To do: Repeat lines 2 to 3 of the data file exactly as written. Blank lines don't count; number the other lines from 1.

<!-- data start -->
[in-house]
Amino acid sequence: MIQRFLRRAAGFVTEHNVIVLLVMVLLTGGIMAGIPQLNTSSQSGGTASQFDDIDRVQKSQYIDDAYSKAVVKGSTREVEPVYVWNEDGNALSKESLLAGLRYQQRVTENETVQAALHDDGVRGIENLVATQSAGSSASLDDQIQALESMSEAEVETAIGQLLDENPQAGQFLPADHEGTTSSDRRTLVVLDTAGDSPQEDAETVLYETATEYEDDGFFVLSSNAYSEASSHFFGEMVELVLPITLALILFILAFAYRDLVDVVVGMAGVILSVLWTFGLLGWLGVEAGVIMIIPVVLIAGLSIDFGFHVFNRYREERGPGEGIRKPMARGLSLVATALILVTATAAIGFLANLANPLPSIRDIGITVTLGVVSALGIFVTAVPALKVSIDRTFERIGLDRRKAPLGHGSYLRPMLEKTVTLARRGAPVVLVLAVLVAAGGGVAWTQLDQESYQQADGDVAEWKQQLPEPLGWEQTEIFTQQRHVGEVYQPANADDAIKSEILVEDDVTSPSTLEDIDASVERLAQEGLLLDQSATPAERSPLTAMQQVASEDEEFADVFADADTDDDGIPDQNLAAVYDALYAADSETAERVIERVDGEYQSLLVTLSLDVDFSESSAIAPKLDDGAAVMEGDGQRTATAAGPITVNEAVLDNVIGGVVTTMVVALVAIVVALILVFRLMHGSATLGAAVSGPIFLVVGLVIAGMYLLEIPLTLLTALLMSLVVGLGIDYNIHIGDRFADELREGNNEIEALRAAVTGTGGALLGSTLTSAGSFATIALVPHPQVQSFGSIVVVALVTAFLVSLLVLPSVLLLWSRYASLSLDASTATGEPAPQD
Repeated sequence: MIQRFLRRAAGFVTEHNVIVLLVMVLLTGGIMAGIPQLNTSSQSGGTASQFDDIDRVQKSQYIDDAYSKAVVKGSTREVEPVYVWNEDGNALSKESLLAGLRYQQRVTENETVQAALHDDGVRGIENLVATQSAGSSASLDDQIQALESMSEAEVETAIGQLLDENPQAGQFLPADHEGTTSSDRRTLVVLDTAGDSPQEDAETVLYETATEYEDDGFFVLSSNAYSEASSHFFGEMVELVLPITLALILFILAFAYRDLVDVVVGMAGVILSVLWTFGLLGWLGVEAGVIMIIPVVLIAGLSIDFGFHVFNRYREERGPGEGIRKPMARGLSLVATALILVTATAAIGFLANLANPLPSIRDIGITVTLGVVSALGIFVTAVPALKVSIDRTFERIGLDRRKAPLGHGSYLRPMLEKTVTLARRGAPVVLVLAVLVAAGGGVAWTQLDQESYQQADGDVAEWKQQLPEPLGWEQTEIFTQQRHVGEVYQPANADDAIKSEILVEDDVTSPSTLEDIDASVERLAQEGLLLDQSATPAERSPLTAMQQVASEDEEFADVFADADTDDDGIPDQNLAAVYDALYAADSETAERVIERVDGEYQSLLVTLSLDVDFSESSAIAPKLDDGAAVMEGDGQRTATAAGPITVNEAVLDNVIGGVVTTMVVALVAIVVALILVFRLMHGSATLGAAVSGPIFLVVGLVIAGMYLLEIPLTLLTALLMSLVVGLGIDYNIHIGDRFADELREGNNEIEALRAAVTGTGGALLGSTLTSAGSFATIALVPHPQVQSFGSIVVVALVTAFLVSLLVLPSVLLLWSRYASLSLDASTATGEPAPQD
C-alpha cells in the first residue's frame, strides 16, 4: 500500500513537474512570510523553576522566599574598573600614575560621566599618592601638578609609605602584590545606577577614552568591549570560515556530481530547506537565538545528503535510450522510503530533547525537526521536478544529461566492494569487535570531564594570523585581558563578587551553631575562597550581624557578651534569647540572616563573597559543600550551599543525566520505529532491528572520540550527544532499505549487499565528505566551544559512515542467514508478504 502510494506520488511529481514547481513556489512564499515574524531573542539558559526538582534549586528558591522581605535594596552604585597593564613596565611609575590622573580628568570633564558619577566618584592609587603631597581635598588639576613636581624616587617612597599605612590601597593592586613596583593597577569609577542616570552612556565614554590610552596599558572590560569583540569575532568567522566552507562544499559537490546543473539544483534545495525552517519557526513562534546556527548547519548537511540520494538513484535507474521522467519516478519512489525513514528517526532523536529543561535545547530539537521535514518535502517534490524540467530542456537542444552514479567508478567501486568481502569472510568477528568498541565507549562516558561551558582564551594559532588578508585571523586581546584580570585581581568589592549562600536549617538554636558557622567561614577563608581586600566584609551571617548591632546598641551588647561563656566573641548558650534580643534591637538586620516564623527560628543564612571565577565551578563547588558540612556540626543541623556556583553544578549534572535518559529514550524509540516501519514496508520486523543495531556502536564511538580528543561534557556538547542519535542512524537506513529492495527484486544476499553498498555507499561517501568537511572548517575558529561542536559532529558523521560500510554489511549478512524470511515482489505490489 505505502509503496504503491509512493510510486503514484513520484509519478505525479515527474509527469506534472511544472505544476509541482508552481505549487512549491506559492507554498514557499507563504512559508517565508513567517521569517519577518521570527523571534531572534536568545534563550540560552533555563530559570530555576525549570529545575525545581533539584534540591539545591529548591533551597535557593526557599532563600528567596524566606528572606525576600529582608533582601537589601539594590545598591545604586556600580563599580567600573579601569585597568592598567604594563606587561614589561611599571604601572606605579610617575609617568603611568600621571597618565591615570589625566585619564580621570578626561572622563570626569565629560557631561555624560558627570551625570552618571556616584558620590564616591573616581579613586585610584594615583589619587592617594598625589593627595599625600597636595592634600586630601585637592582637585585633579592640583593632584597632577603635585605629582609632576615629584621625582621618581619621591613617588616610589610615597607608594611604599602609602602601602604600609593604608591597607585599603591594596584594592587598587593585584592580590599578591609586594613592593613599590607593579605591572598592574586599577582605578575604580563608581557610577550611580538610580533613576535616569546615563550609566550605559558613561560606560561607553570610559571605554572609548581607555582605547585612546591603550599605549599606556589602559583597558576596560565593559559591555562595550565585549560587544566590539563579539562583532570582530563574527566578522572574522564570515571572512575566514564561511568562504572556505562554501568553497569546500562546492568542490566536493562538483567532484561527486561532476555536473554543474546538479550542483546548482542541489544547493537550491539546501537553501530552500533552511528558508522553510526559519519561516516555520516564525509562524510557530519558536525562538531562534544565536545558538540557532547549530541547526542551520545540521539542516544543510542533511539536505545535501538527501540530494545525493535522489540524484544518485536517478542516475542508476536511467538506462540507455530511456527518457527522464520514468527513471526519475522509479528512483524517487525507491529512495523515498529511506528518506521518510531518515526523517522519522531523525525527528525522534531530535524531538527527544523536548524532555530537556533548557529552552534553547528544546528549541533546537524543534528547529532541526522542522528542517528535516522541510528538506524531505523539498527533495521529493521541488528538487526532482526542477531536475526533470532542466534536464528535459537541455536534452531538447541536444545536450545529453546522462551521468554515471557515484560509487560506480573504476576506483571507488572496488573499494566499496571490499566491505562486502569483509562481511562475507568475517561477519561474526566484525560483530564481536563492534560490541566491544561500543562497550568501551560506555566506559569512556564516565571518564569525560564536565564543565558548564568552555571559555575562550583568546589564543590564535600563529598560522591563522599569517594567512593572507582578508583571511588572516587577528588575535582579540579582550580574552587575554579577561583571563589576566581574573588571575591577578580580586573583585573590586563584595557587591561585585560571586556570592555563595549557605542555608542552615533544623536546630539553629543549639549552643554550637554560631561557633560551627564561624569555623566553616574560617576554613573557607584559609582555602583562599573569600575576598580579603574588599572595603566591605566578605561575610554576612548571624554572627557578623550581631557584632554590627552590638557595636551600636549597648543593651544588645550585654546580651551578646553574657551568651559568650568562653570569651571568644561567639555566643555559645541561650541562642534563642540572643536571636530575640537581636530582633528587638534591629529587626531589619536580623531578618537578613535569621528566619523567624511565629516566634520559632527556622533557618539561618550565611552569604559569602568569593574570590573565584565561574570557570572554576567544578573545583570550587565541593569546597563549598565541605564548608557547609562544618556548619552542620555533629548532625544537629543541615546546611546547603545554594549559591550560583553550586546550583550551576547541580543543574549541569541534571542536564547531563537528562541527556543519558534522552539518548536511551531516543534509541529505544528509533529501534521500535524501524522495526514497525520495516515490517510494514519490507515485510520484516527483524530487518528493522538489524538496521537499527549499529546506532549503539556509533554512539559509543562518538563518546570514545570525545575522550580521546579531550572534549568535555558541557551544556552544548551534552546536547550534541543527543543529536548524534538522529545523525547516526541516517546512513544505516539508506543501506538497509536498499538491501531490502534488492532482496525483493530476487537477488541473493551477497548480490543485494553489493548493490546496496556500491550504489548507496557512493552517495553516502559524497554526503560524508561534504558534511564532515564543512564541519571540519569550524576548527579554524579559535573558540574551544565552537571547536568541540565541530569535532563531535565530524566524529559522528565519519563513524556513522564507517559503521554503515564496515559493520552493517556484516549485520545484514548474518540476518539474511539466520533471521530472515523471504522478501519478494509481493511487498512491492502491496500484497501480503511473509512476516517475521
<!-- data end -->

Amino acid sequence: MIQRFLRRAAGFVTEHNVIVLLVMVLLTGGIMAGIPQLNTSSQSGGTASQFDDIDRVQKSQYIDDAYSKAVVKGSTREVEPVYVWNEDGNALSKESLLAGLRYQQRVTENETVQAALHDDGVRGIENLVATQSAGSSASLDDQIQALESMSEAEVETAIGQLLDENPQAGQFLPADHEGTTSSDRRTLVVLDTAGDSPQEDAETVLYETATEYEDDGFFVLSSNAYSEASSHFFGEMVELVLPITLALILFILAFAYRDLVDVVVGMAGVILSVLWTFGLLGWLGVEAGVIMIIPVVLIAGLSIDFGFHVFNRYREERGPGEGIRKPMARGLSLVATALILVTATAAIGFLANLANPLPSIRDIGITVTLGVVSALGIFVTAVPALKVSIDRTFERIGLDRRKAPLGHGSYLRPMLEKTVTLARRGAPVVLVLAVLVAAGGGVAWTQLDQESYQQADGDVAEWKQQLPEPLGWEQTEIFTQQRHVGEVYQPANADDAIKSEILVEDDVTSPSTLEDIDASVERLAQEGLLLDQSATPAERSPLTAMQQVASEDEEFADVFADADTDDDGIPDQNLAAVYDALYAADSETAERVIERVDGEYQSLLVTLSLDVDFSESSAIAPKLDDGAAVMEGDGQRTATAAGPITVNEAVLDNVIGGVVTTMVVALVAIVVALILVFRLMHGSATLGAAVSGPIFLVVGLVIAGMYLLEIPLTLLTALLMSLVVGLGIDYNIHIGDRFADELREGNNEIEALRAAVTGTGGALLGSTLTSAGSFATIALVPHPQVQSFGSIVVVALVTAFLVSLLVLPSVLLLWSRYASLSLDASTATGEPAPQD
Repeated sequence: MIQRFLRRAAGFVTEHNVIVLLVMVLLTGGIMAGIPQLNTSSQSGGTASQFDDIDRVQKSQYIDDAYSKAVVKGSTREVEPVYVWNEDGNALSKESLLAGLRYQQRVTENETVQAALHDDGVRGIENLVATQSAGSSASLDDQIQALESMSEAEVETAIGQLLDENPQAGQFLPADHEGTTSSDRRTLVVLDTAGDSPQEDAETVLYETATEYEDDGFFVLSSNAYSEASSHFFGEMVELVLPITLALILFILAFAYRDLVDVVVGMAGVILSVLWTFGLLGWLGVEAGVIMIIPVVLIAGLSIDFGFHVFNRYREERGPGEGIRKPMARGLSLVATALILVTATAAIGFLANLANPLPSIRDIGITVTLGVVSALGIFVTAVPALKVSIDRTFERIGLDRRKAPLGHGSYLRPMLEKTVTLARRGAPVVLVLAVLVAAGGGVAWTQLDQESYQQADGDVAEWKQQLPEPLGWEQTEIFTQQRHVGEVYQPANADDAIKSEILVEDDVTSPSTLEDIDASVERLAQEGLLLDQSATPAERSPLTAMQQVASEDEEFADVFADADTDDDGIPDQNLAAVYDALYAADSETAERVIERVDGEYQSLLVTLSLDVDFSESSAIAPKLDDGAAVMEGDGQRTATAAGPITVNEAVLDNVIGGVVTTMVVALVAIVVALILVFRLMHGSATLGAAVSGPIFLVVGLVIAGMYLLEIPLTLLTALLMSLVVGLGIDYNIHIGDRFADELREGNNEIEALRAAVTGTGGALLGSTLTSAGSFATIALVPHPQVQSFGSIVVVALVTAFLVSLLVLPSVLLLWSRYASLSLDASTATGEPAPQD